Federal Member for Parkes Mark Coulton has warned that the Labor Government’s planned changes to the Pharmaceutical Benefits Scheme (PBS) could cause unintended consequences, particularly for regional areas.
While the Labor Government claims that these planned changes will reduce costs for patients, it hasn’t weighed up the impact of this decision in its entirety. Pharmacies will be required to provide 60-day dispensing for many commonly used medications from 1 September 2023, increasing concerns about the potential for shortages and inability for pharmacies to meet demands.
“This proposed requirement for pharmacists to supply two months-worth of medications demonstrates a lack of awareness of how pharmacies operate, particularly in rural towns,” Mr Coulton said.
“Pharmacies in small towns rely on the regularity of prescriptions and contact with their customers to operate. The current system also allows them to provide extra support such as blood pressure checks, blood sugar testing and other services which make a difference for people managing chronic illnesses.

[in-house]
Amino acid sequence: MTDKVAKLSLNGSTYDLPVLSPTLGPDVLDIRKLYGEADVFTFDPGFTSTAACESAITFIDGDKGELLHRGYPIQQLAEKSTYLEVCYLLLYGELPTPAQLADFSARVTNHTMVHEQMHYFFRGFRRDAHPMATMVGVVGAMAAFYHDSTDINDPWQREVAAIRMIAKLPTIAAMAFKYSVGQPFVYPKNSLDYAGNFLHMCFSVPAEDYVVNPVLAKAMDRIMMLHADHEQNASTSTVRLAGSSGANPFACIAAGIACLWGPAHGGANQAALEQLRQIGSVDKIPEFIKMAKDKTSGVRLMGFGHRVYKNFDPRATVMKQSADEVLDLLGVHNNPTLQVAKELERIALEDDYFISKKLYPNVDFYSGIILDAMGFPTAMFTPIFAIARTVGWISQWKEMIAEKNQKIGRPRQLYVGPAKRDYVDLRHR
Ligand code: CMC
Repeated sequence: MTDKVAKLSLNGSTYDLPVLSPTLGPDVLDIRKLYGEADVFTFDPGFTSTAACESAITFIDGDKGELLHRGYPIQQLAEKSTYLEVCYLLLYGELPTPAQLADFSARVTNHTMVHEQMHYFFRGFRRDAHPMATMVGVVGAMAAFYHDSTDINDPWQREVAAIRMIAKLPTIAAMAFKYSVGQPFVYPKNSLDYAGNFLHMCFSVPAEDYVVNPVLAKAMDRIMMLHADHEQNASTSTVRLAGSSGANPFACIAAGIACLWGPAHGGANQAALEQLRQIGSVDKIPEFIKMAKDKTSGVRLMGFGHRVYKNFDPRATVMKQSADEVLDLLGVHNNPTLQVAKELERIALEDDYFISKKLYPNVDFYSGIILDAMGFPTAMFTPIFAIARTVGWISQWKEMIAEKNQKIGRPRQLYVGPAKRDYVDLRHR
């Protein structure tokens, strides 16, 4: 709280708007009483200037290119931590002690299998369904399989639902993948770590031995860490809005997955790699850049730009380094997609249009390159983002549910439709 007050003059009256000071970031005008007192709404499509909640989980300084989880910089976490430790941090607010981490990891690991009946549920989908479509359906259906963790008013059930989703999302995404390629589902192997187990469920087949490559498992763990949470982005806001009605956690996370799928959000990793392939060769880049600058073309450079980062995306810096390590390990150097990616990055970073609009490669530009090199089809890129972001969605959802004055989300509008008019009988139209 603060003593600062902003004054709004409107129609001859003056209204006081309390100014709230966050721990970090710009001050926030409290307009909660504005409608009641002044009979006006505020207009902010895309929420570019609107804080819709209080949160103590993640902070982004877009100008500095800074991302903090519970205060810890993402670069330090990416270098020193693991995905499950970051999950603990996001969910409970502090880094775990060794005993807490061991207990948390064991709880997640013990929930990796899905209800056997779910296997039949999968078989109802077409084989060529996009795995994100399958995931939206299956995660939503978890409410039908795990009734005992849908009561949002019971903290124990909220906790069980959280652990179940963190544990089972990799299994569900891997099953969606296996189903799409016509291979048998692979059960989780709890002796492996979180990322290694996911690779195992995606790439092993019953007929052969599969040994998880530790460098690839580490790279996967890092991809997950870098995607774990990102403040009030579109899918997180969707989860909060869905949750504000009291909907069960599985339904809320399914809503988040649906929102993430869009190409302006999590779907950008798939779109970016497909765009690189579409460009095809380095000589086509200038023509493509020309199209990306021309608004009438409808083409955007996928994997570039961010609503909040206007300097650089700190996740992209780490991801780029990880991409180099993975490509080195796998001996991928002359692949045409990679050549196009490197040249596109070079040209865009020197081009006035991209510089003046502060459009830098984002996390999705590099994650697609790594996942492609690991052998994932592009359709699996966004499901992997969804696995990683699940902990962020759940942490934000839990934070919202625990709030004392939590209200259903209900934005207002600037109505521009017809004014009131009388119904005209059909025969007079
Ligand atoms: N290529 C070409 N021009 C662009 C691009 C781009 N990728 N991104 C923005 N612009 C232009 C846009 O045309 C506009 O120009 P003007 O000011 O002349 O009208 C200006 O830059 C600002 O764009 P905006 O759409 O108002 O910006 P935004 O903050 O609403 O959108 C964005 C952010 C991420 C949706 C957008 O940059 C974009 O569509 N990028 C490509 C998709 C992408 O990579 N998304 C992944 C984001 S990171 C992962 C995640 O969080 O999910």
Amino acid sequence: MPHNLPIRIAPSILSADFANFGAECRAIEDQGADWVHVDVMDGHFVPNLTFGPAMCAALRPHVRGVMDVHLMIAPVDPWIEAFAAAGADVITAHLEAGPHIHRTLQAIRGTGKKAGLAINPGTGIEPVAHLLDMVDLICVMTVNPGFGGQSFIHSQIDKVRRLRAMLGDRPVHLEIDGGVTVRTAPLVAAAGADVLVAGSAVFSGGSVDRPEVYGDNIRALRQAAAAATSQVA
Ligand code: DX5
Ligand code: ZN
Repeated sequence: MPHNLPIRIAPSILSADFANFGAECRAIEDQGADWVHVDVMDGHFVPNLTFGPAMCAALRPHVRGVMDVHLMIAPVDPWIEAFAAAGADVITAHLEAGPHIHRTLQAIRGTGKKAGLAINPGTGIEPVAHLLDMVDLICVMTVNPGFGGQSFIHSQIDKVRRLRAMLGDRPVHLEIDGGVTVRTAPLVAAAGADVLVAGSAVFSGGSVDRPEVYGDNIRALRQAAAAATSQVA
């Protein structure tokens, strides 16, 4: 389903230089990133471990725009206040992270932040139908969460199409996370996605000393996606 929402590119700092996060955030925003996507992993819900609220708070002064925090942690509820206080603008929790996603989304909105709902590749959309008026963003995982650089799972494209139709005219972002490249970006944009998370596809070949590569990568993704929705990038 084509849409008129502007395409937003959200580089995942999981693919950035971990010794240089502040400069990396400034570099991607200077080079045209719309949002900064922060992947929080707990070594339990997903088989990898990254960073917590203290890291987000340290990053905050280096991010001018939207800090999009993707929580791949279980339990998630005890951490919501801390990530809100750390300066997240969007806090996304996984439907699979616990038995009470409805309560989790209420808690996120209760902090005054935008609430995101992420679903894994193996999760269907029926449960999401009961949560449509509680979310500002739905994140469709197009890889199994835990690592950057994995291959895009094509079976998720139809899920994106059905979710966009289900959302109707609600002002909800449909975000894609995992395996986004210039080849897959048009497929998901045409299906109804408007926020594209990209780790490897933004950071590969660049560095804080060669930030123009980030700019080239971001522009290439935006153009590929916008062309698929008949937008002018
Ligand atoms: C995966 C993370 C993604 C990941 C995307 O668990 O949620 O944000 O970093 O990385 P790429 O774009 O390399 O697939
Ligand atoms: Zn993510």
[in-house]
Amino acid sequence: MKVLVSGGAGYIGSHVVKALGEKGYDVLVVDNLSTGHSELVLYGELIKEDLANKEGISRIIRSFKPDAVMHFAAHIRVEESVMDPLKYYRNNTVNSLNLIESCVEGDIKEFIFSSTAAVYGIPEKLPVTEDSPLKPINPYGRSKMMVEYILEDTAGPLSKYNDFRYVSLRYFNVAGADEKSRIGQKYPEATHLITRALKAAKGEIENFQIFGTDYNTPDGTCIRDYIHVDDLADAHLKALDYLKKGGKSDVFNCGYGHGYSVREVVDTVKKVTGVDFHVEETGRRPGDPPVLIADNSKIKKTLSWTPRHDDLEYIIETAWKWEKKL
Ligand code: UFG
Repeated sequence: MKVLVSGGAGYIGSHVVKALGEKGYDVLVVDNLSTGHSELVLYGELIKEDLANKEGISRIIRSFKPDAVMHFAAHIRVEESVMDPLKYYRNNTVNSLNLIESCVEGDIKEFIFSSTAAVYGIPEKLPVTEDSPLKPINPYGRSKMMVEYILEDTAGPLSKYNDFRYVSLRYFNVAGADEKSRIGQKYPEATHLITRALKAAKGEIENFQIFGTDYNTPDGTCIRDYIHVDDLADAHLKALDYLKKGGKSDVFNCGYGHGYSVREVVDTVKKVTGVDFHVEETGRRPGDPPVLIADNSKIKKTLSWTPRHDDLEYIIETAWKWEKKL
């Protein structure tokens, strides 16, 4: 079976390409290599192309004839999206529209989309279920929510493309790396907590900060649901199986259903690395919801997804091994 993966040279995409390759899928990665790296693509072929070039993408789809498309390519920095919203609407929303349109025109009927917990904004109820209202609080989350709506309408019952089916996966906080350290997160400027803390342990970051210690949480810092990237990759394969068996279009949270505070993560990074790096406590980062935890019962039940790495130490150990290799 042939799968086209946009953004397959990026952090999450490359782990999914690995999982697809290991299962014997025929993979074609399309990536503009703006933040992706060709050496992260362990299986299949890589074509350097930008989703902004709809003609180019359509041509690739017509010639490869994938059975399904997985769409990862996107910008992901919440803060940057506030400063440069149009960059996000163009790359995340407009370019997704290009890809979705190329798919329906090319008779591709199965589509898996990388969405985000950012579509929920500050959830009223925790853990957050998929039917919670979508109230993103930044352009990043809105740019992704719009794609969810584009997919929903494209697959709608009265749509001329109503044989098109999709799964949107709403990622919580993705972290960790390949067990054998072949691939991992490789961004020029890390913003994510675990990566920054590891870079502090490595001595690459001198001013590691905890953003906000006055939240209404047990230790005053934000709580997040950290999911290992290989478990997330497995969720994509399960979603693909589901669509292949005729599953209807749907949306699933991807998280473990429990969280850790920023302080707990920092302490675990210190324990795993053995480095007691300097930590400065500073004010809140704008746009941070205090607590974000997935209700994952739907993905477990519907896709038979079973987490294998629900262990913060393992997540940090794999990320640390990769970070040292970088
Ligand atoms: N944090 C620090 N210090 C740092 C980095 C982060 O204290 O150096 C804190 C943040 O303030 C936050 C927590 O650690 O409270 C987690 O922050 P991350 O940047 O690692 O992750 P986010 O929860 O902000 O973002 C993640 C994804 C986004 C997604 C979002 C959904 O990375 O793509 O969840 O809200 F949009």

“Many pharmacists across the Parkes electorate have written to me in recent weeks expressing their concerns about sustainability and the ability to provide their services once these measures come into effect.
“The Coalition recognises that these changes are likely to impact regional areas hardest, as many of these pharmacies are family businesses and face additional challenges securing medications compared to their urban counterparts. Supply shortages are typically felt hardest in regional areas.
“My colleagues and I have called on the Labor Government to reconsider the proposed changes and their unintended consequences, especially for rural and regional locations.
“We need to support our local pharmacies, not put additional pressure on them which could result in their having to cut down the services they offer in our towns. Pharmacists are often not just a supplier of necessary medications, but that all-important human contact for isolated people with chronic health conditions.
“Allowing 60-day dispensing is not a quick-fix solution to cost-of-living pressures if it hamstrings our local pharmacies and results in medication supply shortages for our most vulnerable,” Mr Coulton said.
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